Welsh Cakes

20 Sep

This summer I spent a week with my family in Cardigan, West Wales I grew up in Wales but pretty close to the border and with English parents so I had a sort of Welsh “lite” upbringing, which means I don’t speak Welsh but can read the road signs, I can sing a passable version of the national anthem if pressed and I had to dress up in National Dress for St Davids Day. That traumatic annual experience might have been enough to put some people off but since I’ve been away I’ve grown to appreciate Wales much more that I did when I was there. Cardigan really feels like being in Wales (sorry Chepstow) and after a week of walking past bakeries selling Bara Brith and fresh Welsh Cakes I couldn’t wait to cook them again especially as I had nabbed a cast iron pan from my Mum, the closest thing to a traditional bakestone I could get without spending money.

For my first attempt in 15 years and without parental supervision I don’t think they turned out too badly, although I could have rolled them more thinly. The recipe I used is from Elizabeth Luards wonderful book A Cooks Year in a Welsh Farmhouse, they aren’t as sweet as some and don’t include mixed spice as some recipes do. They were wonderful but I did miss the slight spicyness so would add a little next time. Luard also doesn’t dredge her Welsh cakes with caster sugar, something we always did and I prefer. However, these cakes did go very well with cheese (a successful experiment by The Man) as well as being eaten plain or with butter (as Luard suggests) so they were a bit more versatile than very sweet / spiced ones.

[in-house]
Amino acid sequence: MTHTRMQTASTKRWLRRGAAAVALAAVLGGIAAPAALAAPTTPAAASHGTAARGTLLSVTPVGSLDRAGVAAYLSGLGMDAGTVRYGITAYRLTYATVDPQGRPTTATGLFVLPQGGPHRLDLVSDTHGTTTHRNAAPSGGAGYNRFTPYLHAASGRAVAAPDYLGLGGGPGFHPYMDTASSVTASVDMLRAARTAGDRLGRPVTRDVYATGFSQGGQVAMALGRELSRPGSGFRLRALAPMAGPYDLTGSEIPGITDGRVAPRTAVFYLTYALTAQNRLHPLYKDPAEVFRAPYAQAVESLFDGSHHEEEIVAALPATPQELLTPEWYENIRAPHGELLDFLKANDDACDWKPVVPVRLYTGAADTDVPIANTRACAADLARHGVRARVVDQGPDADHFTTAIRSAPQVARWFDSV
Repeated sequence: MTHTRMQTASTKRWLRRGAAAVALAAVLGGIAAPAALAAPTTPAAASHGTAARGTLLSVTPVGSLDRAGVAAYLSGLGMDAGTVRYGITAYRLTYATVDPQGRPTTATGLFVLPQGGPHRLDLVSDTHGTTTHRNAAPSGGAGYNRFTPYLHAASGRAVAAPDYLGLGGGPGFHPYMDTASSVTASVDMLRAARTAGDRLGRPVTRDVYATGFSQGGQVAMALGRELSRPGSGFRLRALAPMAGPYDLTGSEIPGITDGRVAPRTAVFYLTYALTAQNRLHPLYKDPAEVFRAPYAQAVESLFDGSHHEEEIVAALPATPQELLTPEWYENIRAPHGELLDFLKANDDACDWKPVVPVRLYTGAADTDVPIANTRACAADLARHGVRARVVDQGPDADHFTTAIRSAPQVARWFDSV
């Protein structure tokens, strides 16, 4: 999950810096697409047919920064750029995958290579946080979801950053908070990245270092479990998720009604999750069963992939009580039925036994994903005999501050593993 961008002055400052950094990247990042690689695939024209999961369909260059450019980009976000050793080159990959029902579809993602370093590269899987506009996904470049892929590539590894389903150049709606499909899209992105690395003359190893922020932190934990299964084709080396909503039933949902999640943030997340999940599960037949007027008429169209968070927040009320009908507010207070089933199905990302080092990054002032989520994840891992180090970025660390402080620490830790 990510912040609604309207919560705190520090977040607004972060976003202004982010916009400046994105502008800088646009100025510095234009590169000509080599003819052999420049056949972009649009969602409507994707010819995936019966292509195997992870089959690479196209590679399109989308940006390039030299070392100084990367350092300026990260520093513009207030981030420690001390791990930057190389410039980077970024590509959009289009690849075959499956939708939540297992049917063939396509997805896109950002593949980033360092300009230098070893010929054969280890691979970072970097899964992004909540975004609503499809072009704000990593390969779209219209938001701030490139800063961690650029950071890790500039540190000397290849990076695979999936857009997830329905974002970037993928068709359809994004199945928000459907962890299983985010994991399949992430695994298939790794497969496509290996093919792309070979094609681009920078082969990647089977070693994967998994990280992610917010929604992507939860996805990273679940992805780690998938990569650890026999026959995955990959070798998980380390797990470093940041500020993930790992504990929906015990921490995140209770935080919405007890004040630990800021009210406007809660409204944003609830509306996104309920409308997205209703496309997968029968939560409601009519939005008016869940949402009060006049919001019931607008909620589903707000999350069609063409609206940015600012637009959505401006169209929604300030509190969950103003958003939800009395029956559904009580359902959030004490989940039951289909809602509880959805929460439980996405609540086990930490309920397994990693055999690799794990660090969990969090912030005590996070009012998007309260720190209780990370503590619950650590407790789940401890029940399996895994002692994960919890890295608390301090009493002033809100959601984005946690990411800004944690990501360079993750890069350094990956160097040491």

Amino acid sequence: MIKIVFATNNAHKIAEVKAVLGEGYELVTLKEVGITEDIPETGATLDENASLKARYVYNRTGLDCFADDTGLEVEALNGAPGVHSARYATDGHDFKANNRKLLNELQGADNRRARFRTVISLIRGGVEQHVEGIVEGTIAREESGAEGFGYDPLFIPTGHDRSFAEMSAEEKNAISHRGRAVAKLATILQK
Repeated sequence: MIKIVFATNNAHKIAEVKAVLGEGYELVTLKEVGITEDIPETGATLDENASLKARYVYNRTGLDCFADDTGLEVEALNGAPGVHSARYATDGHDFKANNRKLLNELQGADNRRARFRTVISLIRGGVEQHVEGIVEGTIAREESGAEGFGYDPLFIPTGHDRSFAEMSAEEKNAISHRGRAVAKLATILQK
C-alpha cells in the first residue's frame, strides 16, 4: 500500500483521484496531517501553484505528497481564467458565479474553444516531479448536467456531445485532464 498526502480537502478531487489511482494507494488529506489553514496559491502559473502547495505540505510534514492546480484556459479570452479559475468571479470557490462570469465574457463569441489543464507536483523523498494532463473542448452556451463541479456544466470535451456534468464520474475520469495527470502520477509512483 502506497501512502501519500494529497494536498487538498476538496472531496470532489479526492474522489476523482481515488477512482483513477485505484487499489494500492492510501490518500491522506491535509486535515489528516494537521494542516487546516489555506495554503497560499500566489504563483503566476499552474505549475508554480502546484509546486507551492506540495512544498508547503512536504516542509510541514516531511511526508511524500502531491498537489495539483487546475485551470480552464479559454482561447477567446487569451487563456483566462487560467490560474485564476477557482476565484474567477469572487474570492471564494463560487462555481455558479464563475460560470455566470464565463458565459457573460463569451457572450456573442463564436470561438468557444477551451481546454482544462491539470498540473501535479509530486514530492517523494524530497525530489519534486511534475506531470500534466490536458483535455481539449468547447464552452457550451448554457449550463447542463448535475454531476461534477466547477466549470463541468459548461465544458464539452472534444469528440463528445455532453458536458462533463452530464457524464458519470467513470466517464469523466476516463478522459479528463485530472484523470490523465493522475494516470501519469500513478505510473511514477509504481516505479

500g self-raising flour
50g butter, diced plus extra for greasing
125g sultanas and/or raisins
125g caster sugar
2 eggs plus a little extra water


Put the flour in a bowl and rub in the butter with your fingertips as if making a pastry. Mix in the fruit and sugar. Whisk the eggs with their own volume of water (measure with an eggshell) and work the liquid into the flour mixture till you have a soft rollable dough – I needed a little more water than this.

Tip the dough onto a well-floured board and roll it out to the thickness of a couple of £1 coins – about 5 mm. Cut into circles with a  biscuit cutter or sharp-edged teacup

Gently and thoroughly heat a griddle or a heavy frying pan. To test whether it’s hot enough, sprinkle the surface with a pinch of flour – if it toasts golden within 4-5 seconds without burning, the heat is correct; if it smokes and blackens immediately the metal is too hot. Wipe with a buttery cloth then slip the cakes onto the hot metal. Wait till the underside is browned and the surface begins to look dry, then turn them gently and brown on the other side. Allow 6-8 minutes in all. Best eaten fresh and warm, but they re heat quite well in a toaster.


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